Colorado has not had an easy time over the last year, with fires, shootings and other events that put us in the national spotlight. Fortunately, we have local professionals who exemplify the stellar communication, outstanding preparedness and teamwork that has made our community a model of success. In Colorado Springs alone, we have many leaders in this field right here in our community, such as the South Central Region Pikes Peak Regional Medical Response System and the Homeland Defense Foundation. As members of our community take the time to appreciate those tasked with keeping the public safe in the event of acts of violence or terrorism, let’s remember how critical that job is.

CTU Faculty - Bob LallyRobert “Bob” Lally, M.S., University Director of Homeland Security, is responsible for the strategic direction for all security university programs related to homeland. Now a retired naval captain his career spanned 28 years. Bob holds an M.S. in National Security from National War College and a B.S. in Industrial Engineering from Georgia Institute of Technology. Connect with Bob on LinkedIn.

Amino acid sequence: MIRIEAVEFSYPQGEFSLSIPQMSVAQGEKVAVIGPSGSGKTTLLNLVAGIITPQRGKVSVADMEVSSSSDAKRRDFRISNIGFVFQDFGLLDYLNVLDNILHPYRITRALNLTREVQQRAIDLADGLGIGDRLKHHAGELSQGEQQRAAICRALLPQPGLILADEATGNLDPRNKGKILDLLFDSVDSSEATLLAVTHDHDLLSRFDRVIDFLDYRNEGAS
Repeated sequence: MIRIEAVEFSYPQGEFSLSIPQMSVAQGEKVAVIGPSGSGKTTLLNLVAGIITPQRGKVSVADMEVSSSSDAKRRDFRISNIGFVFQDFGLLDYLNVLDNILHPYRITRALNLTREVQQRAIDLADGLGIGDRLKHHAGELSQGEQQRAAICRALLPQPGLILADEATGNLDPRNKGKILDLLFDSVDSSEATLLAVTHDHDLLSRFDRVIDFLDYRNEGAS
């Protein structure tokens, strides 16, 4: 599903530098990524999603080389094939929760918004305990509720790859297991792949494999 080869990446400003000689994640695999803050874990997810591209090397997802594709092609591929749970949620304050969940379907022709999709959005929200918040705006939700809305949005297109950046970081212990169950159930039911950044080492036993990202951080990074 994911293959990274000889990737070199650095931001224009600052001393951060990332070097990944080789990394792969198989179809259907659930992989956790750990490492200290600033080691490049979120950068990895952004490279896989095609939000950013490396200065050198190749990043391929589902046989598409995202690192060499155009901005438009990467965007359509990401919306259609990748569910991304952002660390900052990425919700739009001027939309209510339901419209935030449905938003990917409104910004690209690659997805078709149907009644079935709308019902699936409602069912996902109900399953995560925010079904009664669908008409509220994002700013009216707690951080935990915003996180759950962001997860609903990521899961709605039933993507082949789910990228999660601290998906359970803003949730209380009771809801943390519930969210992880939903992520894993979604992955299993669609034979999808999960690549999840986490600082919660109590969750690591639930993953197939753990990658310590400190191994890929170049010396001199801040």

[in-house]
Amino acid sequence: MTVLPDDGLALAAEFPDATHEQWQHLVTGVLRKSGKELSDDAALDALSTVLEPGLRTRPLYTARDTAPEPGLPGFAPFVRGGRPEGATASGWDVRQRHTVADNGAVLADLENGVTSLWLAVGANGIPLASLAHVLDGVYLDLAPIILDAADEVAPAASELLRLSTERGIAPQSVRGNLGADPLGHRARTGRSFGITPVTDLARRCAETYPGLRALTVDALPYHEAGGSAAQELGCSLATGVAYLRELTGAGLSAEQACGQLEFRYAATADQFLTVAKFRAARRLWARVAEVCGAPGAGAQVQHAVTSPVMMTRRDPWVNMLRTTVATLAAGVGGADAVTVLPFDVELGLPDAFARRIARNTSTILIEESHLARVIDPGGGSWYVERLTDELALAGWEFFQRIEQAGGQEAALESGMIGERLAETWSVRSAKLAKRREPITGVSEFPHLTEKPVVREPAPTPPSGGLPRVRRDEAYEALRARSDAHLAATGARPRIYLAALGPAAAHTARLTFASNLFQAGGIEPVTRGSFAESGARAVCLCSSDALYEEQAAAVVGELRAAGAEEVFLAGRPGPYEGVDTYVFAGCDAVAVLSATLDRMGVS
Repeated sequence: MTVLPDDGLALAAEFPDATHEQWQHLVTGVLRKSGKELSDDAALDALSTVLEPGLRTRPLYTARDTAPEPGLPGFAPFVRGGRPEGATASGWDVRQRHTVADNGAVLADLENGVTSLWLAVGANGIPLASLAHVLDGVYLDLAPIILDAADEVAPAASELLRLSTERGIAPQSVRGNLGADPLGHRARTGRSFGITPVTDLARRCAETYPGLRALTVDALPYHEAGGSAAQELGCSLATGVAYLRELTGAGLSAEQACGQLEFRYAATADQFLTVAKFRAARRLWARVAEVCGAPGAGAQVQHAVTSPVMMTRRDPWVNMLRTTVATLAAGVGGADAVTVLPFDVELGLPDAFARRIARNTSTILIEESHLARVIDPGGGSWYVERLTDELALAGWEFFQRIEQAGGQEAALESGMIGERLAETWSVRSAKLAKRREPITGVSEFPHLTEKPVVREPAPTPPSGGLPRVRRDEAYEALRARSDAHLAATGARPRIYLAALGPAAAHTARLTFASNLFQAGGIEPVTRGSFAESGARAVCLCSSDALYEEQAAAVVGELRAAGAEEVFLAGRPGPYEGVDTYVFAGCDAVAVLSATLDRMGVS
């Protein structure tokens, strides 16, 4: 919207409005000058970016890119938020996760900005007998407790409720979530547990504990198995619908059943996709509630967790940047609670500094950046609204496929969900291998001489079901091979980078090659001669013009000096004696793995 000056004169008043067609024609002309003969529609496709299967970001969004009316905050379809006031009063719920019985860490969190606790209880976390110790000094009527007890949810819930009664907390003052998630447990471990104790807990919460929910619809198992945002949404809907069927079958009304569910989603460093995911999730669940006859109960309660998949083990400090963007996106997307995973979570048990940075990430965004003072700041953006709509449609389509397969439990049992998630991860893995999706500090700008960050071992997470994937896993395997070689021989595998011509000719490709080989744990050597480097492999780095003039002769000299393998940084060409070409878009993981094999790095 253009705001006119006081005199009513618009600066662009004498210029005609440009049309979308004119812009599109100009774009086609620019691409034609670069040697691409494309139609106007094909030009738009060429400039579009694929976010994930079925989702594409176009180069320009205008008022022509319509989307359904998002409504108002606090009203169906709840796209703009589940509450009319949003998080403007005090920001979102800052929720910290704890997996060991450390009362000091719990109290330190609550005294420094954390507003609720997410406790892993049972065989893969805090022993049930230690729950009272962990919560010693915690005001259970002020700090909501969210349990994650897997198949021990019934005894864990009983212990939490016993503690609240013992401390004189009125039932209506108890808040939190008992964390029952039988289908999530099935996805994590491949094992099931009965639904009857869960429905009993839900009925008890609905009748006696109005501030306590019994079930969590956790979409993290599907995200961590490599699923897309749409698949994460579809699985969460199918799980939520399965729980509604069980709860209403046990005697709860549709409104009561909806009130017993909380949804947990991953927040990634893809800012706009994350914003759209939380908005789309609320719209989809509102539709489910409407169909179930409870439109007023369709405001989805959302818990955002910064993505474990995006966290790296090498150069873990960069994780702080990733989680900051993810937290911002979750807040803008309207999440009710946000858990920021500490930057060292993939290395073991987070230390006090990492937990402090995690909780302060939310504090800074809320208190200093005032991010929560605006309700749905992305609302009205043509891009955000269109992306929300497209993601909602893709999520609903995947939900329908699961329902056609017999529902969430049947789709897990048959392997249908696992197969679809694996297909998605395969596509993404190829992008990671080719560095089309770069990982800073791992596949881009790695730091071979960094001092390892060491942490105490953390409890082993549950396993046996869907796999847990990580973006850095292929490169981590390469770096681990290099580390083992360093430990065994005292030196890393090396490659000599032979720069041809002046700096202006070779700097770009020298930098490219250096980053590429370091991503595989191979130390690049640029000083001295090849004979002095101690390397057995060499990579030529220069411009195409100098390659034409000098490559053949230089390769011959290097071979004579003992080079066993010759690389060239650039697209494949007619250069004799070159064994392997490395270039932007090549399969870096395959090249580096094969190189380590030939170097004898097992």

Stay in the know. Subscribe to CTU’s blog and receive fresh updates directly to your inbox. Join us!


Terms and Conditions By providing your mobile number, you agree to receive text messages from Colorado Tech via its mobile text message provider.  You may opt out of receiving messages by texting the word STOP to 94576, or simply reply with the word STOP to any text message you receive from Colorado Tech. While CEC or its mobile text message provider will not charge end users for receiving/responding to promotional messages, depending on the terms of your mobile phone plan, you may incur a cost from your mobile service carrier to receive and respond to any promotional text messages (standard messaging and data rates/fees and other charges may apply).  Charges will appear on your mobile phone bill or will be deducted from pre-paid amounts.  Current participating/supported carriers are: Alltel, AT&T, Boost, Cellcom, Cellular One, Cellular South, Cincinnati Bell, Cricket, Element Wireless, Golden State Cellular, iWireless, Metro PCS, Nextel, nTelos, Plateau Wireless, Sprint, T-Mobile, US Cellular, Verizon Wireless, Viaero Wireless, Virgin, and more.×